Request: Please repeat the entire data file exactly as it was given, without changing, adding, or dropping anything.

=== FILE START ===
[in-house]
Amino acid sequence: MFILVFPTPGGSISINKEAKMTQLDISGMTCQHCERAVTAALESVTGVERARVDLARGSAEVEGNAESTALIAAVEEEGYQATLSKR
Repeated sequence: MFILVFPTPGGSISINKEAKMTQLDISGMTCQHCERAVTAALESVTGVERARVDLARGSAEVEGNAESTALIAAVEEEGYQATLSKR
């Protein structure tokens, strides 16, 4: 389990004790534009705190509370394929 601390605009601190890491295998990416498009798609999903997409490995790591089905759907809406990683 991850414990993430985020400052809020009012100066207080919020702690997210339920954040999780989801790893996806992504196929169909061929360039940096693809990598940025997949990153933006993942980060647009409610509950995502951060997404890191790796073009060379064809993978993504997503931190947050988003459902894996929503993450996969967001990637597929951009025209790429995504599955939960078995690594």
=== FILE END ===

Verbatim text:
[in-house]
Amino acid sequence: MFILVFPTPGGSISINKEAKMTQLDISGMTCQHCERAVTAALESVTGVERARVDLARGSAEVEGNAESTALIAAVEEEGYQATLSKR
Repeated sequence: MFILVFPTPGGSISINKEAKMTQLDISGMTCQHCERAVTAALESVTGVERARVDLARGSAEVEGNAESTALIAAVEEEGYQATLSKR
């Protein structure tokens, strides 16, 4: 389990004790534009705190509370394929 601390605009601190890491295998990416498009798609999903997409490995790591089905759907809406990683 991850414990993430985020400052809020009012100066207080919020702690997210339920954040999780989801790893996806992504196929169909061929360039940096693809990598940025997949990153933006993942980060647009409610509950995502951060997404890191790796073009060379064809993978993504997503931190947050988003459902894996929503993450996969967001990637597929951009025209790429995504599955939960078995690594």